Is the name spelled like that or should it be "addressable"?


exit(1) here


Should you have some validity check here that the address of main and fmain is not still 0? Just in case you manage to read half way through an nm line and miss one of them.


What are the 4s?


Would help to have a comment here like:

// Data is written out in the order it will be in the file:
// Mach header
// Segment command
// Thread command
// Segment contents

Do I understand correctly, this points to segment_contents?


Why /4 not /8 here? Assuming 64 bit registers.

Is count in 32 bit words? (I found some sources on google but they didn't include the arm64 version)


And here you've manually put some bits in the position of the signing bits? Please comment with that.

I assume it doesn't matter if they're generated or not, lldb isn't going to try and auth it.

General question, is yaml2obj not flexible enough to do this? I guess the issue would be even if it does do MachO the test could only work on a precompiled file, this way allows you to build a.out each time.

Plus you get all the Mach specific constant values for free instead of writing umpteen magic numbers in a YAML file. So I think I just answered my own question here.

jasonmolenda marked 12 inline comments as done.Dec 9 2021, 10:19 AM

Thanks so much for the thorough review Davide, I really appreciate the help and time you spent doing this. I addressed the comments and will update the patch momentarily.

I have another small change I want to make soon where I add a new "load binary" LC_NOTE which will be a way for a corefile to tell lldb to load additional binaries for a corefile, and I'm planning to add this load binary command to the corefile and confirm that lldb loads the a.out correctly via that.

I didn't look at obj2yaml too hard, but the first thing I tried was running it on my created corefile, and it didn't include the memory contents (LC_SEGMENT_64), so I didn't pursue it much further. I knew I was going to add a custom LC_NOTE to this test corefile soon too and I don't think those are handled r.n. It was pretty straightforward to create a simple corefile.


This method (and Address::Dump) are concatenating text into the Stream sstr which is a symbolic description of the address; we want to print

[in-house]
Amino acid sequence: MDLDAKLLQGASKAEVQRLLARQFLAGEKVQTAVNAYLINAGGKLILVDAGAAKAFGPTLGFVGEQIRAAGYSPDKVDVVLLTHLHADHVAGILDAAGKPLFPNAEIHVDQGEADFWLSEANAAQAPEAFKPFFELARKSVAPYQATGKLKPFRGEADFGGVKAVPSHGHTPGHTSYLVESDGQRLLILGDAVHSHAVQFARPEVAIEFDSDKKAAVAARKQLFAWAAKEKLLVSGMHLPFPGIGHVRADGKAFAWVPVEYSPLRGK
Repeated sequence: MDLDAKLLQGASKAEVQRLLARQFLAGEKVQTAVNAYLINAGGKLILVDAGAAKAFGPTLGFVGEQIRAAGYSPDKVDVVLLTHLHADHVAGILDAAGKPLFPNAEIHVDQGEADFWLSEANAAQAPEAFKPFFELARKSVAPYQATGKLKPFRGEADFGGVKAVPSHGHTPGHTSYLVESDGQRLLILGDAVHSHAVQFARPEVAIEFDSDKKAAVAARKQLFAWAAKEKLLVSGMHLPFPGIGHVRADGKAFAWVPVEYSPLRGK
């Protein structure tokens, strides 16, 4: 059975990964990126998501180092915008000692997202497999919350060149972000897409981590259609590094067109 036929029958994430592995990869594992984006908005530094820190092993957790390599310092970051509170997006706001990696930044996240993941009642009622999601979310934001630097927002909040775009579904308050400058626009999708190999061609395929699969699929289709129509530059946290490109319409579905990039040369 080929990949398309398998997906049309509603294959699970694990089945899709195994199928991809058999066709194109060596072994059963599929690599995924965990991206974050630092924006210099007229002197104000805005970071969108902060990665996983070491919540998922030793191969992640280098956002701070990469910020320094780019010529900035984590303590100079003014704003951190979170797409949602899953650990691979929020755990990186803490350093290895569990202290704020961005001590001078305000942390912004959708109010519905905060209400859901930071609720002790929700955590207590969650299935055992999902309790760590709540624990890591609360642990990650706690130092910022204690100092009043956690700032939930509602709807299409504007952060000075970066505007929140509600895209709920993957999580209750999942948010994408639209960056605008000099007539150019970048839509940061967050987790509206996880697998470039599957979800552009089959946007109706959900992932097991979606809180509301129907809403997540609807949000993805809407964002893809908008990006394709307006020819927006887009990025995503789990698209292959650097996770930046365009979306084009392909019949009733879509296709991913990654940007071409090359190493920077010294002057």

fmain = 0xPTRAUTH (actual=0xACTUAL <name of function, source line, etc>)

so this is prepending the "actual=0xACTUAL " part, replacing the Address we're looking up with the ptrauth-stripped-off Address, and relying on Address::Dump to append its normal symbolication stuff. Then just below in this method we have

if (sstr.GetSize() > 0) {
  stream.Printf("(%s)", sstr.GetData());

where the parens are added.


I intend this to handle the case of code running in high memory, where bit 55 is set, indicating that all of the high bits should be set to 1. Unlike userland memory on Darwin which runs in low memory, where bit 55 is clear and so all the high bits should be cleared to 0 when removing the PAC bits.


Good point, altho looking at this bit of code my goal was to force Vendor to apple for any mach-o binary, not just kexts. Whatever, the key part was not clearing the Vendor here.


OK. I copied a Makefile I used in another test, where I have a helper program and the test binary, and didn't think about how it reads.


The LC_NOTE names are only 16 characters, so unfortunately, "addrable bits" it is. :)


The LC_THREAD load command has four uint32_t's at the start, but you're right and I was even thinking of commenting in this last night & did not. I added a comment with the format of LC_THREAD.


It's a Darwin specific feature register contexts; most API accept a register state "flavor" and a size, expressed in number of 32-bit words of content. So if a register context grows, a kernel etc can distinguish between an older smaller regctx and a newer larger one that both use the same flavor enum. (in reality I don't think I've ever seen this done with a register flavor as far as I can remember, but it's a common pattern used elsewhere too). Added a comment.

jasonmolenda marked 3 inline comments as done.

Update patchset to address David's feedback.

This revision was not accepted when it landed; it landed in state Needs Review.Dec 9 2021, 10:53 PM
This revision was automatically updated to reflect the committed changes.
DavidSpickett added inline comments.Dec 10 2021, 2:07 AM

Got it! (for Linux I'm used to userspace addresses only)